What Philosophers would have to say?

Nietzsche reminds us that “Morality is just a fiction used by the herd of inferior human beings to hold back the few superior men.” Nietzsche simply wants to raise our awareness of our enormous capability of deciphering good and bad since moral standards are merely created by Übermensch (superman) or superior men (Nietzsche, 1974). Only a few men exist who have the power to create or recreate culture, values, or moral standards. Nietzsche believes that moral standards are designed to limit the actions of the few who can generate new standards. He has become very controversial for such pronouncements about the Ubermensch and its duty to produce moral standards. Nietzsche may be correct that intellectually gifted people are duty-bound to set standards on morality but it should be done for the greater good.

Greek Ethics

In dealing with moral dilemmas, I always go back to the Greek philosophers who devoted much of their time in formulating guidelines for determining good and bad. The Greeks were very much concerned about how to become a good person. One of the wisest, if not, the greatest Greek moral philosophers, is Socrates. While his predecessors or the pre-socratic philosophers (Heraclitus, Parmenides, and Democritus, others) tried to unravel the mysteries of the natural world, Socrates roamed in Athens to search for the true meaning of life. He devoted his life philosophizing about life and morality. He told Athenians,” The unexamined life is not worth living.”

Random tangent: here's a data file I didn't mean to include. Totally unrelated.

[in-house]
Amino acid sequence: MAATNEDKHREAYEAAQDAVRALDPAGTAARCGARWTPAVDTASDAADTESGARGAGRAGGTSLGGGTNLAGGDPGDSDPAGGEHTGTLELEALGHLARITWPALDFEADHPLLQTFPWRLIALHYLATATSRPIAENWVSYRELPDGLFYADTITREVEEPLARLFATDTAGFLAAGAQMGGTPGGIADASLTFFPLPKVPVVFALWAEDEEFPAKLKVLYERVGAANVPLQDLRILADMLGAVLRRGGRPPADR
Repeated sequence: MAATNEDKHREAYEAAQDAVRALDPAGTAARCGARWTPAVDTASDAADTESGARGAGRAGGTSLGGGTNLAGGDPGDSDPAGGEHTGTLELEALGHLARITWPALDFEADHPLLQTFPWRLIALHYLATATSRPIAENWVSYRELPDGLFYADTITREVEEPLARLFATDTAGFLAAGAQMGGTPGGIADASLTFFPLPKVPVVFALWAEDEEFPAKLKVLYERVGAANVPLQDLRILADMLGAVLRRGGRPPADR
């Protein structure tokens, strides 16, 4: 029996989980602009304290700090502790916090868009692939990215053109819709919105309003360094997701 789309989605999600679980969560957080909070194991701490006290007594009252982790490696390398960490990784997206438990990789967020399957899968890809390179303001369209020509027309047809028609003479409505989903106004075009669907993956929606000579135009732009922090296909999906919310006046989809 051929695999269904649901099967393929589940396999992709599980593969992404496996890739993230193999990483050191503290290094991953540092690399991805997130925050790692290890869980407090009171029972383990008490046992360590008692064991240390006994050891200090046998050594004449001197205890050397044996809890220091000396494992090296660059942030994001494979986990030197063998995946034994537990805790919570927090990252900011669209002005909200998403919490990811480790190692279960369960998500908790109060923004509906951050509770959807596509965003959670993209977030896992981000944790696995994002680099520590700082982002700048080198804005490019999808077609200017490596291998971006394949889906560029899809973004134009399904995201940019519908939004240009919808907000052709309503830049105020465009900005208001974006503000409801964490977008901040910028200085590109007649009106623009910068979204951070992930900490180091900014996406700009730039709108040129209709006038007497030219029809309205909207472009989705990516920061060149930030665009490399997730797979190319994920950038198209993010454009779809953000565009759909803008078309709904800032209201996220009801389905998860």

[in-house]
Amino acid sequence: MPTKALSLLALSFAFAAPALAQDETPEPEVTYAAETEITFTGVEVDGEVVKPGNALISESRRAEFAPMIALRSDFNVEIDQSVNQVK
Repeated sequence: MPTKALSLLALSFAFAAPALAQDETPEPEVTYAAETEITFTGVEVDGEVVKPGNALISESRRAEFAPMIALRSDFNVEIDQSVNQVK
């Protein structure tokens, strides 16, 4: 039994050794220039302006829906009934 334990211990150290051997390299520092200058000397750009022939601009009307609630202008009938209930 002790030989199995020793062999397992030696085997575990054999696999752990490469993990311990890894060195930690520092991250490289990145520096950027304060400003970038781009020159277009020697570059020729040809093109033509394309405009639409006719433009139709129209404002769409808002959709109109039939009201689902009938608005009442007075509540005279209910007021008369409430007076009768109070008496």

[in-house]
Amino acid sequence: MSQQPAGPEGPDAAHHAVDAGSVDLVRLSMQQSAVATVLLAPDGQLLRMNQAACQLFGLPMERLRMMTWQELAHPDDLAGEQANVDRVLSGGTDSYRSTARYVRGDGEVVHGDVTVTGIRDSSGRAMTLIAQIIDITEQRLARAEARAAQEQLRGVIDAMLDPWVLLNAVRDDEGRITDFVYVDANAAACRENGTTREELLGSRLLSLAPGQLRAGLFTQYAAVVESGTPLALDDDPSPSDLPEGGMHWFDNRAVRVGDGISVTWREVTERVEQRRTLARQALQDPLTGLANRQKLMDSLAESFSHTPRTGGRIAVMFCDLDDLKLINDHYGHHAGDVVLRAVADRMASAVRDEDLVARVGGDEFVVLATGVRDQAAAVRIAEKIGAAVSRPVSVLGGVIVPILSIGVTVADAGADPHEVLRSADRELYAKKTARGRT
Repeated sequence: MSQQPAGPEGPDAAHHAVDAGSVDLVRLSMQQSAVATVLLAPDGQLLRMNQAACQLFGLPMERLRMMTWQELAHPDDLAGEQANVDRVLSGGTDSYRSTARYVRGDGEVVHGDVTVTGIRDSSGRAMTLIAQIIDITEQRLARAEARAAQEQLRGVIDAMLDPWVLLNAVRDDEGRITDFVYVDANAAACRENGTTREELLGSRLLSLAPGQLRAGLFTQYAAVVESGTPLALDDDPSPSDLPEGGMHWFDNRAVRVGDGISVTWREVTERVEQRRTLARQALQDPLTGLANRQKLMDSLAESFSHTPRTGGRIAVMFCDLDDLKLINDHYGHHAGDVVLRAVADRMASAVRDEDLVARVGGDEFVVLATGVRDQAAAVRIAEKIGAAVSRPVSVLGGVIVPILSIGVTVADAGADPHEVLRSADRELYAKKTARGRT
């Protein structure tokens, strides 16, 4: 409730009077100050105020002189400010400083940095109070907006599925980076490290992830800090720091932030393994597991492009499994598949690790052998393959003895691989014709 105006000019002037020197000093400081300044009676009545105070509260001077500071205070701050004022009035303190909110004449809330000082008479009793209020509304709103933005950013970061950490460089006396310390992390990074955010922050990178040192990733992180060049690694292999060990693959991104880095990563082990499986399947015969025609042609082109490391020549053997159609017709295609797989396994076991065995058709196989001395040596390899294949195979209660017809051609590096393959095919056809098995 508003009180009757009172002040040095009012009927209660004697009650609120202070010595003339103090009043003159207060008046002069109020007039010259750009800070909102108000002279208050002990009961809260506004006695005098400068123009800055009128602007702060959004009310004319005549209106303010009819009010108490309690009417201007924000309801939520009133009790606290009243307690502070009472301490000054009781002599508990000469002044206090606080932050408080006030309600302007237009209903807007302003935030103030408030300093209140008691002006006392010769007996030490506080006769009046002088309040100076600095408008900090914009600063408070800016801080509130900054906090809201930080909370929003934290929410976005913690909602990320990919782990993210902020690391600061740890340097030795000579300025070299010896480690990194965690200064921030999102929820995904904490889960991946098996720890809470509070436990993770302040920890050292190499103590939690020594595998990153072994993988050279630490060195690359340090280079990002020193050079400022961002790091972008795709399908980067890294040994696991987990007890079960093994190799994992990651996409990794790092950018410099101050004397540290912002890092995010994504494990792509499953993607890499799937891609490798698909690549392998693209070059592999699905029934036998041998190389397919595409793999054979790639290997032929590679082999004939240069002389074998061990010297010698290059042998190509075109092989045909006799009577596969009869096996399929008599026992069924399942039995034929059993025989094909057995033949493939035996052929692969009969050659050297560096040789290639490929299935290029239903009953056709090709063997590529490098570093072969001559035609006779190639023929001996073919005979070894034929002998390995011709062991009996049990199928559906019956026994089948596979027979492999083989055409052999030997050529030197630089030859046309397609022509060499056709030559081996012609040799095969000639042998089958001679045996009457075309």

Scroll to Continue

For Socrates, doing good is the most important thing in life. Morality is what makes a human being different from other forms of animals. Man has the natural ability to examine his/her life and to ensure that it is worthy of living it. If one wants to become virtuous, he/she should acquire knowledge and learn from life. Ignorance leads to evil acts, he said. Socrates did not recommend any religious tenets because he believed that morality can be known if one tries to search for it rationally. Socrates advises us that life is not founded on wealth alone but on our capacity to do good. Socrates despises corrupt politicians since he lived a simple but fulfilling life as a philosopher.